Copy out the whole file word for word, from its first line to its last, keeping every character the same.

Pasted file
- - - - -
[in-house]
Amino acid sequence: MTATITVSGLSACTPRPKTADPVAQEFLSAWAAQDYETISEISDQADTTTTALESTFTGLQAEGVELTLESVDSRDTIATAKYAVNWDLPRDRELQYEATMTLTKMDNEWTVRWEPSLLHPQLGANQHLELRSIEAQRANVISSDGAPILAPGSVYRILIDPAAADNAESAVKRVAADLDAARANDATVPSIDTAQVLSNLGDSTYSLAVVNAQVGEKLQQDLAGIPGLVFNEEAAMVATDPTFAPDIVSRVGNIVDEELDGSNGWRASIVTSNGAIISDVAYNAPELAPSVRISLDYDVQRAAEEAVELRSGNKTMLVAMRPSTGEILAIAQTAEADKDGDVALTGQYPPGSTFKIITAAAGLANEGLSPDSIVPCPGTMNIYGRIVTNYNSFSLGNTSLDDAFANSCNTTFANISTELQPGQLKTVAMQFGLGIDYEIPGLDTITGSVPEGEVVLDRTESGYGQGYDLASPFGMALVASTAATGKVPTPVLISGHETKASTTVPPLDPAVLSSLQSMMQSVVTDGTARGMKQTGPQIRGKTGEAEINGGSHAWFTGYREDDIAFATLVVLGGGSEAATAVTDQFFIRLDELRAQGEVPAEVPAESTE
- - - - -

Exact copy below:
[in-house]
Amino acid sequence: MTATITVSGLSACTPRPKTADPVAQEFLSAWAAQDYETISEISDQADTTTTALESTFTGLQAEGVELTLESVDSRDTIATAKYAVNWDLPRDRELQYEATMTLTKMDNEWTVRWEPSLLHPQLGANQHLELRSIEAQRANVISSDGAPILAPGSVYRILIDPAAADNAESAVKRVAADLDAARANDATVPSIDTAQVLSNLGDSTYSLAVVNAQVGEKLQQDLAGIPGLVFNEEAAMVATDPTFAPDIVSRVGNIVDEELDGSNGWRASIVTSNGAIISDVAYNAPELAPSVRISLDYDVQRAAEEAVELRSGNKTMLVAMRPSTGEILAIAQTAEADKDGDVALTGQYPPGSTFKIITAAAGLANEGLSPDSIVPCPGTMNIYGRIVTNYNSFSLGNTSLDDAFANSCNTTFANISTELQPGQLKTVAMQFGLGIDYEIPGLDTITGSVPEGEVVLDRTESGYGQGYDLASPFGMALVASTAATGKVPTPVLISGHETKASTTVPPLDPAVLSSLQSMMQSVVTDGTARGMKQTGPQIRGKTGEAEINGGSHAWFTGYREDDIAFATLVVLGGGSEAATAVTDQFFIRLDELRAQGEVPAEVPAESTE